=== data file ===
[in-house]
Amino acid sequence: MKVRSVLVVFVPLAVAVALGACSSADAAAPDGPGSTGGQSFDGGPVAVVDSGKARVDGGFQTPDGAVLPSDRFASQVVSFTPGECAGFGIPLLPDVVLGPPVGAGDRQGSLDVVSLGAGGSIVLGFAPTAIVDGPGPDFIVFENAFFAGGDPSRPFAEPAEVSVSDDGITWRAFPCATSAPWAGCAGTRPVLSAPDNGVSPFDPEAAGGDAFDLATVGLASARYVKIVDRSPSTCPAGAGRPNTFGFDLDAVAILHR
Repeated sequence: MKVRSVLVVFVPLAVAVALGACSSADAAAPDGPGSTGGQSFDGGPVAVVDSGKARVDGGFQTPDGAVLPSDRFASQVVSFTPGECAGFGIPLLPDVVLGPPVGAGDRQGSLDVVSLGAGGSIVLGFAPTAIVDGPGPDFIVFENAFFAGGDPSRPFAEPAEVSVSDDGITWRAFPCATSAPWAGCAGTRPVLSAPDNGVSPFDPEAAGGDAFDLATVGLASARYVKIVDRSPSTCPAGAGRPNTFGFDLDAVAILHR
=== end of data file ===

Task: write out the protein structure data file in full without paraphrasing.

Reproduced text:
[in-house]
Amino acid sequence: MKVRSVLVVFVPLAVAVALGACSSADAAAPDGPGSTGGQSFDGGPVAVVDSGKARVDGGFQTPDGAVLPSDRFASQVVSFTPGECAGFGIPLLPDVVLGPPVGAGDRQGSLDVVSLGAGGSIVLGFAPTAIVDGPGPDFIVFENAFFAGGDPSRPFAEPAEVSVSDDGITWRAFPCATSAPWAGCAGTRPVLSAPDNGVSPFDPEAAGGDAFDLATVGLASARYVKIVDRSPSTCPAGAGRPNTFGFDLDAVAILHR
Repeated sequence: MKVRSVLVVFVPLAVAVALGACSSADAAAPDGPGSTGGQSFDGGPVAVVDSGKARVDGGFQTPDGAVLPSDRFASQVVSFTPGECAGFGIPLLPDVVLGPPVGAGDRQGSLDVVSLGAGGSIVLGFAPTAIVDGPGPDFIVFENAFFAGGDPSRPFAEPAEVSVSDDGITWRAFPCATSAPWAGCAGTRPVLSAPDNGVSPFDPEAAGGDAFDLATVGLASARYVKIVDRSPSTCPAGAGRPNTFGFDLDAVAILHR